February 2011 Jobs Report and Wages

Here are the job market and compensation numbers for February 2011 (based on the job report):


Net gain
of 192,000 jobs in the month
(Revised in March to a gain of 194,000)

  • Analysts expected an overall gain of 190,000
  • Private sector payrolls increased by 220,000
    • Private service producing industries added 152,000
    • Goods producing industries gained 70,000


  • December was revised to a gain of 152,000 from a revision of 121,000 and an original reading of 103,000
  • January was revised to a gain of 68,000 from a revision of 63,000 and an original reading of 36,000 gain
  • Payroll processor ADP reported an employment gain of 217,000 jobs
    • 46% of the 217,000 came from small business (firms with less than 50 employees)


  • 6.0 million people have been jobless for more than 6 months (long term
    unemployed) – down from 6.2 million last month
    and 6.4 two months ago

    • 43.9% of the unemployed are long term unemployed – up from 43.8% last month (the overall population count has changed resulting in one number improving positively, but another appearing to be negative compared to last month)
  • Employers
    announced plans to cut 50,702 jobs in February, a subdued number but a year over year increase (42,090 in Feb 2010)

Unemployment rate dropped to 8.9%

  • Analysts predicted it would rise to 9.1%
  • The unemployment rate dipped below 9.0% for the first time 21 months
  • Last month there was an oddity of a low increase in jobs but a large drop in unemployment rate. After further inspection this is the result of an unusual squeeze of the components to this equation Number of people in the workforce (civilian labor force) – number of people with jobs (employed) = number of unemployed people.
    • The civilian labor force shrunk a little more than a normal drop with people dropping out of the labor force and the number of people with jobs increased a touch resulting in a significant drop in the unemployment rate
    • The “Not in Labor Force” number rose by 2.4 million people from February 2010 to February 2011

  • The labor force
    participation rate is 64.2% (66.5% is average to good) – unchanged
  • The employment to population ratio is 58.4% – unchanged
  • The
    U-6
    report, which is a broader group to count (workers who are part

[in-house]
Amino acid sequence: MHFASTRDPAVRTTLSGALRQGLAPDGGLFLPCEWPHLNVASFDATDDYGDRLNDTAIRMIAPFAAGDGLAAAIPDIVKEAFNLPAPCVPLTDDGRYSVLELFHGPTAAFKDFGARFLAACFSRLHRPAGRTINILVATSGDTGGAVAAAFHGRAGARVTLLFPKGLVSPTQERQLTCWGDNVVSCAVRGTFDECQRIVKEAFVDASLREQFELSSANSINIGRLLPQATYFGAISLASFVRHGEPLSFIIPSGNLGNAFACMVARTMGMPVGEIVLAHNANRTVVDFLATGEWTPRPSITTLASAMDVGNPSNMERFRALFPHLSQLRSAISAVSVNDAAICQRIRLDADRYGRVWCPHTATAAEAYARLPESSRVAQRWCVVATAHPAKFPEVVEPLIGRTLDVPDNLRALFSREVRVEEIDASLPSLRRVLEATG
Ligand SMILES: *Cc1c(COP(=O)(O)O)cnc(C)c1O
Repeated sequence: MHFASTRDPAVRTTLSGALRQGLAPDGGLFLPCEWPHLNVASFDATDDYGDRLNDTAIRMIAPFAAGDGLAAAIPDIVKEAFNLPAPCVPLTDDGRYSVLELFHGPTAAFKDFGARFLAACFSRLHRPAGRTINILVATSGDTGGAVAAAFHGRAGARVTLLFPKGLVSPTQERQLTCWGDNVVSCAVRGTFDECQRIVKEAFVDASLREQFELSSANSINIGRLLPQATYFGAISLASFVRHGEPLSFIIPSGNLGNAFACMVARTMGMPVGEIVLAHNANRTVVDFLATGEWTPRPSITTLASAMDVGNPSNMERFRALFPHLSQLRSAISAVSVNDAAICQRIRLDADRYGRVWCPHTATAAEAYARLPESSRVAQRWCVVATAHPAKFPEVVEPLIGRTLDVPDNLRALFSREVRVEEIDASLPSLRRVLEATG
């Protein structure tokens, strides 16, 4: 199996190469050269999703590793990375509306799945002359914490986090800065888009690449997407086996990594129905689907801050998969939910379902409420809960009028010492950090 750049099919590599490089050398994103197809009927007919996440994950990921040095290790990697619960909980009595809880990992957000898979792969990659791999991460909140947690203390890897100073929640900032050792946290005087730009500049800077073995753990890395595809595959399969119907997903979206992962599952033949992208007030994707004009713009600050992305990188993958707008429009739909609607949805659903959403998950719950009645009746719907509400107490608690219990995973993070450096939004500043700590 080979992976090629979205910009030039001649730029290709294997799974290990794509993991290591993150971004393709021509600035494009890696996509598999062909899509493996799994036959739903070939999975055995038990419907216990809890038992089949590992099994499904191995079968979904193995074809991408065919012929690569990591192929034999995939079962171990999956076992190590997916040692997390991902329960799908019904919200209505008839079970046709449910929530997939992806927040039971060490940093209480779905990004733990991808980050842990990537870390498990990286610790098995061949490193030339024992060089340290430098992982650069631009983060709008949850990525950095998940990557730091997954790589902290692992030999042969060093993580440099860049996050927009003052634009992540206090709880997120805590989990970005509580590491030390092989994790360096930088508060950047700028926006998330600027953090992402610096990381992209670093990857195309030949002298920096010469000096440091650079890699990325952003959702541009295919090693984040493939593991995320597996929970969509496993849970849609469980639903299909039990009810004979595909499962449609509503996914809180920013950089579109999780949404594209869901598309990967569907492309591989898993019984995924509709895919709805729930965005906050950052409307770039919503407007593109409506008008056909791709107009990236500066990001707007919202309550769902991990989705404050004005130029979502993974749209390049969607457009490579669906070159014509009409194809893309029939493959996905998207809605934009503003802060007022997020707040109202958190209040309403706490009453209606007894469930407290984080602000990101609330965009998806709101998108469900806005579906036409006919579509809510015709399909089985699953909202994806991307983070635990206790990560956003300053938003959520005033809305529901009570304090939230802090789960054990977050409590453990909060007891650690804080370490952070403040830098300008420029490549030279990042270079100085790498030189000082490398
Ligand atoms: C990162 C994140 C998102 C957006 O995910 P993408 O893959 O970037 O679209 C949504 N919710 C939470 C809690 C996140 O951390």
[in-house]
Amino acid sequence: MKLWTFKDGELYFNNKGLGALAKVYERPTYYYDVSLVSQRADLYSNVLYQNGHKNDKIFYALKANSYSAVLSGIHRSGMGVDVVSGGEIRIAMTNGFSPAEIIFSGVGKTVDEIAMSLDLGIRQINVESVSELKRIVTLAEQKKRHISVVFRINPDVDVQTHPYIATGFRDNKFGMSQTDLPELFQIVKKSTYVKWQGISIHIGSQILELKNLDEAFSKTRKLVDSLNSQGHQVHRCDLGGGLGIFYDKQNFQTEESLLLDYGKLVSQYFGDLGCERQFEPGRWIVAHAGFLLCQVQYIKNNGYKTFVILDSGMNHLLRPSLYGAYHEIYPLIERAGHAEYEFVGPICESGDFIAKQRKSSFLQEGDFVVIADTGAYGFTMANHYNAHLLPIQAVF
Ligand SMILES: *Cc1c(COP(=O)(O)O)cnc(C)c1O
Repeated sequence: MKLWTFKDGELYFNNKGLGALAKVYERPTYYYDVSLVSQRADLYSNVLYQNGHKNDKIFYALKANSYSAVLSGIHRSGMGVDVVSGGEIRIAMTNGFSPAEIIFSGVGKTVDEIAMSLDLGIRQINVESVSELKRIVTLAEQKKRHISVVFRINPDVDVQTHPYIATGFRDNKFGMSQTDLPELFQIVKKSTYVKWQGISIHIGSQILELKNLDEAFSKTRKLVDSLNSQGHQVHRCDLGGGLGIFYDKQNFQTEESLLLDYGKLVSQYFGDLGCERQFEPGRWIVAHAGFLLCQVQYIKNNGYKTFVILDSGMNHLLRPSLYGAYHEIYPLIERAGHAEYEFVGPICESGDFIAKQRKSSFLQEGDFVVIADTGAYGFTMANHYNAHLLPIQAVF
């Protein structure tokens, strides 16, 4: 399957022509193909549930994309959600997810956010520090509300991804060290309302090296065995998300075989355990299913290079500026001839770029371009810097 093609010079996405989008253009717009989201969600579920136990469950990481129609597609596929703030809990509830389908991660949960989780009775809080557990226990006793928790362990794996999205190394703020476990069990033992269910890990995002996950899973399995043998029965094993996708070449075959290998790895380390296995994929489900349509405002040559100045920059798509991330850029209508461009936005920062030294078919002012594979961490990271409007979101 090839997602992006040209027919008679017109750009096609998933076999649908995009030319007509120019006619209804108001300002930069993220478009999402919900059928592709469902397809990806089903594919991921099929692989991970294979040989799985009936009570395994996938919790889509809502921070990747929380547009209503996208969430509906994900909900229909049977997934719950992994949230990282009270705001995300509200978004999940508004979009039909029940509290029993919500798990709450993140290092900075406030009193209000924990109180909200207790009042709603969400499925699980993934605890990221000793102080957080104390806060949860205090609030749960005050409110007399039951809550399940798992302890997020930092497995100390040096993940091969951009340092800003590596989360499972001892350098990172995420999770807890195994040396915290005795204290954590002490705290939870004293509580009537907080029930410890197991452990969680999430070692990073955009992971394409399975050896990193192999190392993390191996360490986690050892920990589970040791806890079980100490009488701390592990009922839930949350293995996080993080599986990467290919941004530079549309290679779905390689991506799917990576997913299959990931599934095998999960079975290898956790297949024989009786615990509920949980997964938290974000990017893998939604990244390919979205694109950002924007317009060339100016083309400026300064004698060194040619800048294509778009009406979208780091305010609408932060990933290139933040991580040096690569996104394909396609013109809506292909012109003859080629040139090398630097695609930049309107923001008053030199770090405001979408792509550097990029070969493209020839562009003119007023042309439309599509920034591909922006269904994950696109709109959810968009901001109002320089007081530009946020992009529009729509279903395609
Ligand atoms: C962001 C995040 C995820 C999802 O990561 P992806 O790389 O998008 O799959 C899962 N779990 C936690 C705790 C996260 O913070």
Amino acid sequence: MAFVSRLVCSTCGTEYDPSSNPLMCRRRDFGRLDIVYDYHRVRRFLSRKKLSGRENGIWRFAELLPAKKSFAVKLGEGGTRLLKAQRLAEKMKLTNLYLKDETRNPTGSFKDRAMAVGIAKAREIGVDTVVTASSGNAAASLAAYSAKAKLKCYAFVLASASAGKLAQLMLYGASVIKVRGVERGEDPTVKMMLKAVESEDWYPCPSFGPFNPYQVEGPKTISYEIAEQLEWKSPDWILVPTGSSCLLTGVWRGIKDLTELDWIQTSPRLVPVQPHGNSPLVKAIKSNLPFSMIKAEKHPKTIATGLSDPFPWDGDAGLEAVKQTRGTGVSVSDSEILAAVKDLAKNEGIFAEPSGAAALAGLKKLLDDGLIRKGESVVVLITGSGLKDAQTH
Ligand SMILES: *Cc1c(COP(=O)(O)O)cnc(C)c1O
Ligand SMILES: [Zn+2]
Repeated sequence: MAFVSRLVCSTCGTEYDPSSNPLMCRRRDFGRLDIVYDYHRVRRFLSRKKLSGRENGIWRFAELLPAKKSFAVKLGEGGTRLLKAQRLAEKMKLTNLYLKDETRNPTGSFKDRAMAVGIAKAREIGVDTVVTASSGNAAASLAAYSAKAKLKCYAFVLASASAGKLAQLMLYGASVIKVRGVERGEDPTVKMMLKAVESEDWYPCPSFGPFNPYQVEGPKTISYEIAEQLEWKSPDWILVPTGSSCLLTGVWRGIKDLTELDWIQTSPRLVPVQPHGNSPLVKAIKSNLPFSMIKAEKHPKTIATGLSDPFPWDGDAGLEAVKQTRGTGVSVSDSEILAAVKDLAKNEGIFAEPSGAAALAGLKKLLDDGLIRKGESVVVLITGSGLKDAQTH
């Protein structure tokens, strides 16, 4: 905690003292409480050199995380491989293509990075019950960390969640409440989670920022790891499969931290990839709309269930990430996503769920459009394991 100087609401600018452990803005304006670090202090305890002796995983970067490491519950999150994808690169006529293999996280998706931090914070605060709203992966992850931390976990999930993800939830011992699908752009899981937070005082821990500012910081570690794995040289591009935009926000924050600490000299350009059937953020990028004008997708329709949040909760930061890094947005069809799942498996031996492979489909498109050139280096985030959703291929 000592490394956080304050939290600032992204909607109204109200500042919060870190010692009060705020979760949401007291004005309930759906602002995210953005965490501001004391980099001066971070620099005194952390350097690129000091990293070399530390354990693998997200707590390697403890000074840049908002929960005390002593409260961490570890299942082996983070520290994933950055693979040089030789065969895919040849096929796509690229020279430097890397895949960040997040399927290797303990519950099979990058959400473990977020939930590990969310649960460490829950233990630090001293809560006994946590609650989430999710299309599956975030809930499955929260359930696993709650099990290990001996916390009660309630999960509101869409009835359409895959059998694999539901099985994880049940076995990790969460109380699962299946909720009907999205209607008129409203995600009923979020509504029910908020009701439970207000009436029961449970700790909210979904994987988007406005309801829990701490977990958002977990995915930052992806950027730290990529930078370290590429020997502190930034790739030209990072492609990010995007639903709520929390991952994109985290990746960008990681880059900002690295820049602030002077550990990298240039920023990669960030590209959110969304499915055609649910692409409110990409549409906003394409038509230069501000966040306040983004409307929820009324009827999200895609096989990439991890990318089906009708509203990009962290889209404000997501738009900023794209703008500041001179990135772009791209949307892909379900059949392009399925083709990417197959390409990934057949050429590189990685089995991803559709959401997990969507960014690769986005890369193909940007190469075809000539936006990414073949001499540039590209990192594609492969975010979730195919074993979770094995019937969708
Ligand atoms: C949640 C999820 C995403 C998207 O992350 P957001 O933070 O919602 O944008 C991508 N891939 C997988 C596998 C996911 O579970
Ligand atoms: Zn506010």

time but want to be full time and discouraged worker), dropped to 15.9% from 16.1%.
  • PMI,
    a measure of manufacturing pace, is 61.4% and the 21th consecutive
    month of readings over 50 percent. Anything above 50% means the
    machines are running
  • Service
    sector activity rose to 59.7%, up from 59.4% last month. It was the
    15th straight month of growth

Specific Segment Job numbers:

  • Manufacturing gained 33,000 jobs
  • Construction gained 33,000 jobs (lost 32,000 so an even start to the year)
  • Retailers lost 8,100 jobs
  • Leisure and Hospitality Services gained 21,000 jobs
  • Government sector lost 30,000, all state or local
  • Education and Health Services grew by 40,000 jobs
    • Health Care and Social Assistance grew by 36,200

  • Professional and Business Services grew by 47,000
    • 15,500 jobs gained in Temporary Help (lost jobs last month after several months of gains)

Wage (can be revised):

  • The average weekly paycheck (seasonally adjusted) is $647.56 – an increase of $1.94 and a $3.35 positive change from December, 2010. $19.08 gain in the last year (there’s been low inflation so this is good)
  • The average hourly earning (seasonally adjusted) is $19.33 – flat from last month
  • Average
    weekly hours and overtime of production and nonsupervisory employees on
    private nonfarm payrolls by industry sector, seasonally adjusted is
    33.5 hours, up slightly from 33.4

Bureau of Labor Statistics

About benleeson
My name is Ben Leeson. I currently work for a large financial company in IT. I went to school at Marist College in Poughkeepsie, NY. I graduated with a B.S. in Business Administration concentrating in HR. Professor William Brown taught me and I enjoyed his classes; even acquiring an appreciation for just about all things HR. I didn’t pursue a job in that field after college but I’ve kept up with it. This blog will further my fascination with all things HR. I hope to grow my knowledge of the area through thoughtful writings and spirited feedback. I will attempt to have a fairly routine style so anyone reading can come to expect certain segments. Please excuse my incorrect grammar and occasional misspelling.

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